22 JULY 1927, Page 14

[To the Editor of the SPECTATOR.] Sin,—Every enthusiast for better

housing will be profoundly grateful to you for your article upon the subject. But many. will greatly regret the sentences in which you suggest that a large part of the blame for the existence of slums is to be laid at the door of those who occupy them. It is the stock argument of those who are opposed to any drastic reforms, and it is not true.

I can claim some little experience in the matter. Twenty- five years ago I lived for some years in Bermondsey ; since then I have worked in the poorest part of Southwark, I have seen something of conditions in North Kensington, and am now in charge of one of the parishes of Westminster. During this period I have been familiar with what must in the aggregate be thousands of working-class homes. The general impression left upon my mind is one of amazement at thd' cleanliness with which even the poorest and most miserable homes are kept ; and this is especially true in recent years.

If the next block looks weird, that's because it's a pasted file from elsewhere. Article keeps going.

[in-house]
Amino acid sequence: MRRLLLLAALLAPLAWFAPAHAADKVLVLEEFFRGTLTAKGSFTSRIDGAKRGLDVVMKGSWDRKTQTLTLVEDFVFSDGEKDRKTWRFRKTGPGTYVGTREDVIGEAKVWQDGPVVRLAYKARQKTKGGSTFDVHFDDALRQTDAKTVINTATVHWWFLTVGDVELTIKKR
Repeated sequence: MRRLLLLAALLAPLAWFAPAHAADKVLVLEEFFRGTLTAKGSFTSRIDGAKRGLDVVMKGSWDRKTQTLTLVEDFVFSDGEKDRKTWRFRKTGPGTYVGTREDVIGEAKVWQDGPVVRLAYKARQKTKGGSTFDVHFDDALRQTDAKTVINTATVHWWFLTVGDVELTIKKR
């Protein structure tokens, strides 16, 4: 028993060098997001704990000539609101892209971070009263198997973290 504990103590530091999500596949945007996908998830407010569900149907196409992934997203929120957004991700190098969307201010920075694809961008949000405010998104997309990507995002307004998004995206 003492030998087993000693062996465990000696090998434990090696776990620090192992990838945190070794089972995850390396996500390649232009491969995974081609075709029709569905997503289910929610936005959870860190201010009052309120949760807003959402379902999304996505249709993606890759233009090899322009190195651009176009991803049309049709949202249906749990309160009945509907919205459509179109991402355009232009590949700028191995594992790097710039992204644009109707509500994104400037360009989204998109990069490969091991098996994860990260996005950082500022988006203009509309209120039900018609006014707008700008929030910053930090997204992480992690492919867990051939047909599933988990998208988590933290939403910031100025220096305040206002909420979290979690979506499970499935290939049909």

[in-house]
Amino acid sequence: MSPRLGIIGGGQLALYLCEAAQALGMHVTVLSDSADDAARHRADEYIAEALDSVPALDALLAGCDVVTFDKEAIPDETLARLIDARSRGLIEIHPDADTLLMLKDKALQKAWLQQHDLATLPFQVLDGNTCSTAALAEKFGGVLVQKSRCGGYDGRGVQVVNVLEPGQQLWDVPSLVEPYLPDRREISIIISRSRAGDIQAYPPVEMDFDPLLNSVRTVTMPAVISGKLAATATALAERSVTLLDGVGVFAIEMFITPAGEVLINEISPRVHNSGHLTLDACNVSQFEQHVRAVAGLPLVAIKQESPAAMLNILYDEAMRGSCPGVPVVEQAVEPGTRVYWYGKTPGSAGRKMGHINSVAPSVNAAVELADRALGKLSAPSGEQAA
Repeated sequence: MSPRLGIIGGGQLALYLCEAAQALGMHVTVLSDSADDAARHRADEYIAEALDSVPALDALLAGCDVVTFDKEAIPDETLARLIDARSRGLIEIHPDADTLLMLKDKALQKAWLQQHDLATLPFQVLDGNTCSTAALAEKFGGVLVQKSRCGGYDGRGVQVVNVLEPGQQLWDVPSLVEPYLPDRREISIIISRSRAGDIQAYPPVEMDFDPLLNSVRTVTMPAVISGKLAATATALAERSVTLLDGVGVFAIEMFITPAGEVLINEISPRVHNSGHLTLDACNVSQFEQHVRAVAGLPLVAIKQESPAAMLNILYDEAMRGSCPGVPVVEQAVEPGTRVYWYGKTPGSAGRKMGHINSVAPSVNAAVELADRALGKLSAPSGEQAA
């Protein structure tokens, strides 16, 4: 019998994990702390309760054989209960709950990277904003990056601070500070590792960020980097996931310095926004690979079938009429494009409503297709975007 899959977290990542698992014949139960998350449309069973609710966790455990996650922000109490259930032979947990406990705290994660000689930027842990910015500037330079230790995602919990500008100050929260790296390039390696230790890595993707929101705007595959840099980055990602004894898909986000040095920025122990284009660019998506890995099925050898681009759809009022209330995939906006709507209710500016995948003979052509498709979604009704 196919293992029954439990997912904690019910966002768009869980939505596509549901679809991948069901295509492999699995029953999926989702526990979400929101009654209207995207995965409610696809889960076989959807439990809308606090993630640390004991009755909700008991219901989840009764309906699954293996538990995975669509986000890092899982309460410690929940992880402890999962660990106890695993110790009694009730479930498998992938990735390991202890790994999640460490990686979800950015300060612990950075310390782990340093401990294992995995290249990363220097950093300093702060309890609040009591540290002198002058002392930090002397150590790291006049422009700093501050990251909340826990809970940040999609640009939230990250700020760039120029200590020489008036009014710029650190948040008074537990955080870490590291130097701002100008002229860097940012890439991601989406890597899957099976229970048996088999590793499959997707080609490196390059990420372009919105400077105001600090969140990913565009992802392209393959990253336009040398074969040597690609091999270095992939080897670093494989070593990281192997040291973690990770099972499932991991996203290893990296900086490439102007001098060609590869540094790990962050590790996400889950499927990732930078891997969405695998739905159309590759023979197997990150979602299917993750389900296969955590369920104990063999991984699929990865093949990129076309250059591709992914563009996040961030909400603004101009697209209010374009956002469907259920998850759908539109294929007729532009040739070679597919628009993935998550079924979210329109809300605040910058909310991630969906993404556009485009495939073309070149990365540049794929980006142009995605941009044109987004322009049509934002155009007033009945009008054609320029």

Twenty-five years ago your statement would have been true of a considerable proportion of " slum " homes ; to-day it is true only of a small minority. One of the most encourag- ing signs of the times is the far higher standard of personal cleanliness and the far greater care for the homes which exist to-day than was the case a quarter of a century ago. Yon, have only to watch the girls and boys on their way to work or to see them in the evenings when the day's work is Over to realize the change that has taken place. You need only go into the elementary schools of the poorer neighbourhoodd, where you will find the children shabbily dressed perhaps; but not much less clean and tidy than the boys of our Public Schools. Slovenly, careless, dirty mothers do not turn out children such as you can see in any school to-day. Of course there are exceptions, but I believe that I shall have the support of most social workers in saying that it is no longer true, in the great majority of cases, that the poorer of our fellow citizens, if they were given better houses; would

relapse into their congenital laziness and accustomed dirt." All but a very few would welcome the chance to live the clean and healthy life which they have learnt to long for.—